Amos Oz, A Tale of Love and Darkness (Harcourt, 2003)

Ursula Goodenough, The Sacred Depths of Nature (Oxford University Press, 1998)
"... reconciles the modern scientific understanding of reality with our timeless spiritual yearnings for reverence and continuity. Looking at topics such as evolution, emotions, sexuality, and death, Goodenough writes with rich, uncluttered detail about the workings of nature in general and of living creatures in particular. Her luminous clarity makes it possible for even non-scientists to appreciate that the origins of life and the universe are no less meaningful because of our increasingly scientific understanding of them." -publisher

Jonathan Franzen, Freedom: A Novel (Farrar, Straus and Giroux, 2010)

Fred Ritchin, In Our Own Image (Aperture, 1990)

T.H. Breen, American Insurgents, American Patriots (Hill and Wang, 2010)
"A provocative reinterpretation of the American Revolution as more of a grassroots movement of ordinary persons than is often presented. Beginning roughly two years before the 1776 Declaration of Independence, thousands of colonists?mostly farm families living in small communities?elected committees to channel their mounting fear, fury, and resentment into organized resistance. Fed up with the British Empire's incessant demands for ever greater loyalty, obedience, and taxes?and, Breen emphasizes, motivated by their evangelical faith?they had resolved to fight well before their famous leaders made it official," ?

Eric Foner, The Fiery Trial: Abraham Lincoln and American Slavery (W. W. Norton, 2010)
"Do we need yet another book on Lincoln, especially in the wake of all the Lincoln volumes that appeared last year in commemoration of the 200th anniversary of his birth? Well, yes, we do ? if the book is by so richly informed a commentator as Eric Foner, the DeWitt Clinton professor of history at Columbia. Foner tackles what would seem to be an obvious topic, Lincoln and slavery, and manages to cast new light on it." ?New York Times Book Review

Harvey Sachs, The Ninth: Beethoven and the World of 1824 (Random House, 2010)
"Sachs places the symphony?s argument in a Europe-wide context, including such figures as Heine, Stendhal, Byron, Pushkin and Delacroix. All of them argued for liberty and brotherhood in ways which echo the Ninth Symphony?s line, Alle Menschen werden Bruder. All of them, too, had a new sort of regard for evidence of artistic struggle and even chaos." ?London Telegraph

Joe Flood, The Fires: How a Computer Formula, Big Ideas, and the Best of Intentions Burned Down New York City-and Determined the Future of Cities (Riverhead, 2010)
"It's comforting to believe that science, technology, and intellectual rigor can solve the world's ills. In The Fires, Joe Flood pierces that progressive certainty by exhaustively researching a long-forgotten period of New York's history-when algorithms helped the city's smartest leaders let the city burn. Flood's book reads like the best fiction, but is all the more important for its depiction of a real-life metropolitan tragedy." ?Slate

John Crowley, Four Freedoms

Reif Larsen, The Selected Works of T. S. Spivet

Jill Lepore, The Name of War: King Philip's War and the Origins of American Identity

Edmund White, The Flaneur: A Stroll Through the Paradoxes of Paris (Bloomsbury USA, 2008)
"White's Paris is a place rich in history with a passion for novelty and distractions. So a walk through the Jewish ghetto leads to the history of the little-known Mus?e Nissim de Camondo, with its impressive collection of Louis XV and Louis XVI furniture, created by a family of Jewish bankers ultimately killed in the Holocaust. White shares other favorite and obscure museums, such as the H?tel du Lauzun, where writers like Balzac and Charles Baudelaire and the painter Edouard Manet met for long evenings of music and hashish-induced hallucinations. Reminiscences in Montmartre reach back to the thriving jazz culture created by African Americans in the years between the world wars and include stories about Josephine Baker, Richard Wright, and James Baldwin." —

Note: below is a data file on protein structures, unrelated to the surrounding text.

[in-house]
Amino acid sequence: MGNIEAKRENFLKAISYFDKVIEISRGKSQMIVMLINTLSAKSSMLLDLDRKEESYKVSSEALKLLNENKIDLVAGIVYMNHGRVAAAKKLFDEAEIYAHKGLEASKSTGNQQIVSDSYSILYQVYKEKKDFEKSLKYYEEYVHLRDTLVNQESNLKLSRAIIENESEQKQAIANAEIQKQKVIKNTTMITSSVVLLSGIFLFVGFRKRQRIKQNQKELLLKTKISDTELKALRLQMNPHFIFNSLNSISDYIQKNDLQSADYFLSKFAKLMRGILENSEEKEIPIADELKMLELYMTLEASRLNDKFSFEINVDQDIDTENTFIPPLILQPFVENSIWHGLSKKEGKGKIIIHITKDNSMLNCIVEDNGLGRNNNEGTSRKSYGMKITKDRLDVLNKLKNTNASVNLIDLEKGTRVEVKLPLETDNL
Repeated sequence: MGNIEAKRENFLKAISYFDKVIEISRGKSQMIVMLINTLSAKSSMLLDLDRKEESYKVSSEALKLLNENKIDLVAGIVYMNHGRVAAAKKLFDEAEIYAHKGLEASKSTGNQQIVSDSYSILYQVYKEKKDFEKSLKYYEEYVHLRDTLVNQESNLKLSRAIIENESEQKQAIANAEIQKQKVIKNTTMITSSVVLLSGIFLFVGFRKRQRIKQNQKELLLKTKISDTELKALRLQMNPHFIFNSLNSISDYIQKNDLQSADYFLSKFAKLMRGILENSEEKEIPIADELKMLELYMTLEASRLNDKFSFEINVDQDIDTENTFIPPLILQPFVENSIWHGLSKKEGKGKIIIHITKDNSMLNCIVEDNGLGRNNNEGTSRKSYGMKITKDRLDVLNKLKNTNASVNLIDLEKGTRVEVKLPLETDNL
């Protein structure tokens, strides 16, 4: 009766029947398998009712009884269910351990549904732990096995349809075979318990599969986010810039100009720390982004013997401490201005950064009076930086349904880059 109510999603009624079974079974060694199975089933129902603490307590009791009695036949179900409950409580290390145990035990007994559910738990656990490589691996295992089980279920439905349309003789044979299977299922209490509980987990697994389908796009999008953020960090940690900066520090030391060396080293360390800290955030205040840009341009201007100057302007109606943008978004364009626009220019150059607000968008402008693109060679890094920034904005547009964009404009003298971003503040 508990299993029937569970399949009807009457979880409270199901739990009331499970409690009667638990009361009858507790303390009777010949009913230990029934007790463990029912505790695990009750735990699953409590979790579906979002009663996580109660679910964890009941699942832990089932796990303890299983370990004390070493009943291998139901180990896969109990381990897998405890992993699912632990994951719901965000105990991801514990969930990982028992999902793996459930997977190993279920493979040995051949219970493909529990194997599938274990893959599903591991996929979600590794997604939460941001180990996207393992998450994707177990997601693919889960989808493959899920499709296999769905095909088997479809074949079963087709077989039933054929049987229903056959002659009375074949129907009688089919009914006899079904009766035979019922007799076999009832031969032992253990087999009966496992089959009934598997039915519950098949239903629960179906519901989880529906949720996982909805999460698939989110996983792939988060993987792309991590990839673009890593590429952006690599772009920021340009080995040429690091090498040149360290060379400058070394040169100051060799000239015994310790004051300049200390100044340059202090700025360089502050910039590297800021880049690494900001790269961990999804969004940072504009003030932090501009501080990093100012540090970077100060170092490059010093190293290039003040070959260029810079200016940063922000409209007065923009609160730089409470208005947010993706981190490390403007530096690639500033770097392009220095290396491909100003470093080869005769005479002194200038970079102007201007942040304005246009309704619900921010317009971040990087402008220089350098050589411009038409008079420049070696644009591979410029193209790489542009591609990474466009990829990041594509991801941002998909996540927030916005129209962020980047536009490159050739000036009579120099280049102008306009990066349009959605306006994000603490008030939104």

Thomas Brothers, Louis Armstrong's New Orleans

Eric W. Sanderson, Mannahatta: A Natural History of New York City

Rick Perlstein, Nixonland: The Rise of a President and the Fracturing of America

David R. Roediger, How Race Survived U.S. History from Settlement And Slavery to the Obama Phenomenon

George R. Stewart, Names on the Land: A Historical Account of Place-Naming in the United States (New York Review Books Classics)

Dorothy Dunnett, Niccolo Rising: The First Book of The House of Niccolo

Rick Perlstein, Nixonland: The Rise of a President and the Fracturing of America

Jeremy Bernstein, Quantum Leaps

Dorothy Dunnett, Race of Scorpions

Christopher Hibbert, Redcoats and Rebels: The American Revolution Through British Eyes

Dorothy Dunnett, Scales of Gold: The Fourth Book of The House of Niccolo

Amitav Ghosh, Sea of Poppies

Darsie Alexander, Singular Images

Neil Gaiman, Stardust

Carlota Perez, Technological Revolutions and Financial Capital: The Dynamics of Bubbles and Golden Ages

Emile Zola, The Belly of Paris (Oxford World’s Classics)

Nicholas Carr, The Big Switch: Rewiring the World, from Edison to Google

Michael Pollan, The Botany of Desire: A Plant’s-Eye View of the World

Charles Freeman, The Closing of the Western Mind: The Rise of Faith and the Fall of Reason

Toby Lester, The Fourth Part of the World: The Race to the Ends of the Earth, and the Epic Story of the Map That Gave America Its Name

Dorothy Dunnett, The Game of Kings (Lymond Chronicles, 1)

Lewis Hyde, The Gift: Imagination and the Erotic Life of Property

Steven Stoll, The Great Delusion: A Mad Inventor, Death in the Tropics, and the Utopian Origins of Economic Growth

Tom Lewis, The Hudson: A History

Steven Johnson, The Invention of Air

Barbara Kingsolver, The Lacuna: A Novel

James Howard Kunstler, The Long Emergency: Surviving the End of Oil, Climate Change, and Other Converging Catastrophes of the Twenty-First Century